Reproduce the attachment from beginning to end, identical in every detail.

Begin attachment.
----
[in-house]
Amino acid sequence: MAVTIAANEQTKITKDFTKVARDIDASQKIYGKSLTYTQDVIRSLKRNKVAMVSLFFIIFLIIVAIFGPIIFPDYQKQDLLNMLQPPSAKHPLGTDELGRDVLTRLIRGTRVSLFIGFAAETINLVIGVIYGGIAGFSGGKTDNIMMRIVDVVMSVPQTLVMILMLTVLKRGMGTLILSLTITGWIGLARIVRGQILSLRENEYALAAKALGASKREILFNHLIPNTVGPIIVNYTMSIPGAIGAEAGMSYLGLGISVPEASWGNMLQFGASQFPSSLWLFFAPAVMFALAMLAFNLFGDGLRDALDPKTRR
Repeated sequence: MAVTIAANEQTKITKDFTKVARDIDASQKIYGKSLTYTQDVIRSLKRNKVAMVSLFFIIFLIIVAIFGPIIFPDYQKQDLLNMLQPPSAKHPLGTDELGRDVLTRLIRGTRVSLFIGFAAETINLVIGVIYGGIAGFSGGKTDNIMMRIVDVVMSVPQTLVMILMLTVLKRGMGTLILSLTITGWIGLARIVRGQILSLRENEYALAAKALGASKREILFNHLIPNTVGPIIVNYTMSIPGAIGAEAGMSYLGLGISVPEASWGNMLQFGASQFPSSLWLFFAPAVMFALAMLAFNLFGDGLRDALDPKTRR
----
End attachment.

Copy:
[in-house]
Amino acid sequence: MAVTIAANEQTKITKDFTKVARDIDASQKIYGKSLTYTQDVIRSLKRNKVAMVSLFFIIFLIIVAIFGPIIFPDYQKQDLLNMLQPPSAKHPLGTDELGRDVLTRLIRGTRVSLFIGFAAETINLVIGVIYGGIAGFSGGKTDNIMMRIVDVVMSVPQTLVMILMLTVLKRGMGTLILSLTITGWIGLARIVRGQILSLRENEYALAAKALGASKREILFNHLIPNTVGPIIVNYTMSIPGAIGAEAGMSYLGLGISVPEASWGNMLQFGASQFPSSLWLFFAPAVMFALAMLAFNLFGDGLRDALDPKTRR
Repeated sequence: MAVTIAANEQTKITKDFTKVARDIDASQKIYGKSLTYTQDVIRSLKRNKVAMVSLFFIIFLIIVAIFGPIIFPDYQKQDLLNMLQPPSAKHPLGTDELGRDVLTRLIRGTRVSLFIGFAAETINLVIGVIYGGIAGFSGGKTDNIMMRIVDVVMSVPQTLVMILMLTVLKRGMGTLILSLTITGWIGLARIVRGQILSLRENEYALAAKALGASKREILFNHLIPNTVGPIIVNYTMSIPGAIGAEAGMSYLGLGISVPEASWGNMLQFGASQFPSSLWLFFAPAVMFALAMLAFNLFGDGLRDALDPKTRR